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West Hartford, CT
Melanie Pappadis Faranello received her MFA in Creative Writing from The New School in New York, and her BA in English and creative writing from University of Colorado. She has worked as a teaching artist in the community as well as an adjunct professor at a variety of colleges. She has spent time abroad in Nepal, where she studied and conducted a research project, as well as in Ecuador, where she lived and taught E.S.L. She currently teaches a combined creative writing and yoga course to senior citizens with support from the Connecticut Humanities Council’s Center for the Book. She was the original curator and co-host of Sunday Salon Chicago—the Chicago branch of NYC’s Sunday Salon monthly prose reading series. Her fiction has been nominated for a Pushcart Prize as well as received a variety of mentions including winner of The New School’s Chapbook Award Series in Fiction, and a top twenty-five winner in Glimmer Train’s Very Short Fiction Contest. Her novel manuscript was a finalist in Sarabande Books’ Mary McCarthy Prize in Fiction, and a semi-finalist in The Dana Awards for The Novel. She has been a contributor at Bread Loaf Writers' Conference and Sewanee Writers' Conference, and has been awarded a residency from The Kimmel Harding Nelson Center for the Arts. Originally from Chicago, she currently lives in Connecticut with her husband and two sons.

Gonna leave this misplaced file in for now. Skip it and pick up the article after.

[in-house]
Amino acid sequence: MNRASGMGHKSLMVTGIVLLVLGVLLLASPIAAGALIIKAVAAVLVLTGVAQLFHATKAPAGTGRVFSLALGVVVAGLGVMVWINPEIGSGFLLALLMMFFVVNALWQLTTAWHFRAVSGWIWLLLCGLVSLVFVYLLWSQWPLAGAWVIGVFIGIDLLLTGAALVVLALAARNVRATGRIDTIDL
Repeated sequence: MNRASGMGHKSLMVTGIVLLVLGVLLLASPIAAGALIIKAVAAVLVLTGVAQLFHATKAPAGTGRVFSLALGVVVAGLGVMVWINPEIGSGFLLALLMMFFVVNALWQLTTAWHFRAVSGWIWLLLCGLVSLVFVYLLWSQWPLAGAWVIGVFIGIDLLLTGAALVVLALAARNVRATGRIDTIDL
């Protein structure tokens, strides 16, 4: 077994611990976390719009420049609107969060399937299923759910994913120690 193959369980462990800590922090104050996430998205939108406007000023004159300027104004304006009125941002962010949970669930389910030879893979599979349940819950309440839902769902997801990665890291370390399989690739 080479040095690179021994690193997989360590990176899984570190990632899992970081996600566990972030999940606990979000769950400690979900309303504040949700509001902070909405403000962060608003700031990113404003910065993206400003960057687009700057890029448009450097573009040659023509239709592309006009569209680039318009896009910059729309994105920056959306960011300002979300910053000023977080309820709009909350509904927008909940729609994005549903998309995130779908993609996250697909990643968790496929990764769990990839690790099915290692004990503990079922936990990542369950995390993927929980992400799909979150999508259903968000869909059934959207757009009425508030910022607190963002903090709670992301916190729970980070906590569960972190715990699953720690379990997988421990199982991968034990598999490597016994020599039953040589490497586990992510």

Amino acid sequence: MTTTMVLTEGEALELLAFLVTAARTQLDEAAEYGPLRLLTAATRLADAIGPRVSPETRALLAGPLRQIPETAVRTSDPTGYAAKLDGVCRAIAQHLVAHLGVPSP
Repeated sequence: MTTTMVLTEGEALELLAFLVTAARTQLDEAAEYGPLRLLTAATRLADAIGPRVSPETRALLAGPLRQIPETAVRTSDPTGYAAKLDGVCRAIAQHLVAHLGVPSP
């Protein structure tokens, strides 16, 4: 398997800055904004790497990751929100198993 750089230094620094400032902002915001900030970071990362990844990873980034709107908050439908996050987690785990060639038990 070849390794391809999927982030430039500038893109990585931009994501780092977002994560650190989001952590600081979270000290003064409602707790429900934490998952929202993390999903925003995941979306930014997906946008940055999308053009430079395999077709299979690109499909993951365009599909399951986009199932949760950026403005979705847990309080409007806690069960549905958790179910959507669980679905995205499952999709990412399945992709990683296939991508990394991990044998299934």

STATEMENT: I build poems. From early on writing poetry showed me that there are systems, sub-systems, elements, molecules, and particles more primal, more vital than ideas, rather, the experience of, in Wallace Stevens’ words, ‘things themselves’, ‘the plain sense of things’; that the experience is one of freeing words, language itself and how thinly we use it, from merely meaning into bursts of being, imagination-swerves in and out of muddy bells, mystery, Theodore Roethke’s Woodlawn, Lorine Niedecker’s lifepoetry waterflowing by condensing, Cid Corman’s silence(s), Adrienne Rich, john martone’s skull harmonies, Clayton Eshleman’s cavedepth being(s), John Bloomberg-Rissman’s Zeitgeist Spam, CAConrad’s necessary Frank, Jonathan Skinner’s ecopoetics, Tim Trace Peterson’s “Violet Speech”, Brenda Iijima’s economies, Scott Watson’s versionings, Amy King’s bluntforcetraumen “Opera of Peace”, Jared Stanley’s weeds, Noelle Kocot’s bigger world, Bhanu Kapil’s immanent monster, Lew Welch’s turkey buzzard, Tyrone McDonald's haiku confluence, Charlie Mehrhoff’s elkfrost inhabitations of our human animal comminglings through oneanothersothers, Blakean, Bhaktian, poetry– compass, test tube, cup, water droplet, cancer, salts, stem, claw, fruits, volcano, song, fricative, diphthong, and so much more than lists can do; and of the many younger poets urging it on. This open form of writing poems supplanted most all other forms. So I surprised my self with a need to dig into Asian-derived forms, mostly tanka, haiku, and haibun, almost exclusively for many years. Language and poetry being core elements in this life we liveindieinliveindiein is so much more than any binary-like pass / fail. My poetry practice in the open form now depends upon the haibun, which in turn, involves the haiku, sometimes struck-thru or semicolonized by eco-, geo-, and bio-poetics spawn. Like Chaucer, I don’t trust authority because it interferes with experience. Rather, I trust the inherent capacity of the poetry mammal to adapt new technologies and methodologies, being wholly alive, after all. One book I do return to again and again is French philosopher and semiologist Roland Barthes’s “A Lover’s Discourse, Fragments” because my interrelations feel to be pilgrimages, set out for in the dark, cold rain of Spring begun, near to Barthes’s figuration: “To try to write love is to confront the muck of language: that region of hysteria where language is both too much and too little, excessive and impoverished.” ~ Donna Fleischer / / FORTHCOMING PUBLICATIONS: Poets for Living Waters: An International Response to the 2010 BP Oil Disaster in the Gulf of Mexico (BlazeVox,2014);/ EOAGH, Jupiter 88, Kō (Japan), Lilliput Review, Naugatuck River Review, Otoliths, Solitary Plover, and South by Southeast. The Useful Knowledge Press (New Haven, CT) is bringing out a limited edition of Donna’s haiku with wood block engravings by Allan Greenier in 2014, entitled 11 HAIKU. // JOURNAL and ANTHOLOGY Publications to Date: Artis magazine, Asahi Shimbun, Back Room Live !, Bones, bottle rockets, Cornell University Mann Library's Daily Haiku, Dreams Wander On , Esque, Exit Strata, Fieralingue, Frogpond, Hummingbird, Issaʼs Untidy Hut, Kō, Lilliput Review, Modern Haiku, Naugatuck River Review, On Barcelona, Otoliths, Peace Is a Haiku Song (City of Philadelphia 2013, Sonia Sanchez, Yolanda Wisher, editors), Poets Corner, Presence, roadrunner, Salamander Cove, Solitary Plover, South by Southeast, The Mainichi Daily News, and Wang Pingʼs Kinship of Rivers / FIRST CHAPBOOK: Intimate Boundaries (self- produced and published, 1991) / OTHER: Donna’s poetry appears regularly in literary periodicals in Japan, England, and the U. S., anthologies, and monthly on the CT Environmental Headlines website (Christopher Zurcher, editor). Her blog word pond, begun in March 2010, is a curatorial content blog of poetry, music, visual arts, depth ecology, ecopoetics, news stories, and permaculture. / FEATURE READINGS: Capital Community College, Hartford CT; New Britain Museum of American Art, New Britain, CT; Forbes Library, Northampton, MA; cell39 gallery, Ludlow, MA; Pegasus Gallery of Middlesex Community College, Middletown, CT; WordForge Reading Series, Hartford, CT; and Wintonbury Public Library, Bloomfield, CT. She was assistant editor of bottle rockets journal, anthologies, and serial volumes from 2007–2013. / / EDUCATION: Poetry and Communication Theory, Semiotics, Pragmatics, American and English Literature and History, Botany, and Ecology. University of Connecticut and University of Hartford. BA degree 1988. Completed independent study in ecology at the Talcott Mountain Science Center, Avon, CT. / / LIVELIHOOD: A master pre-press journeyman in four-color process stripping for thirty years, Donna transitioned to digital technologies in the textbook publishing industry as a Mac operator and proofreader. She now copy edits and proofreads on a freelance basis. Fleischer is also listed with The Haiku Foundation, that seeks to establish the importance of haiku "as a literary vehicle in the present and future": http://bit.ly/165V29f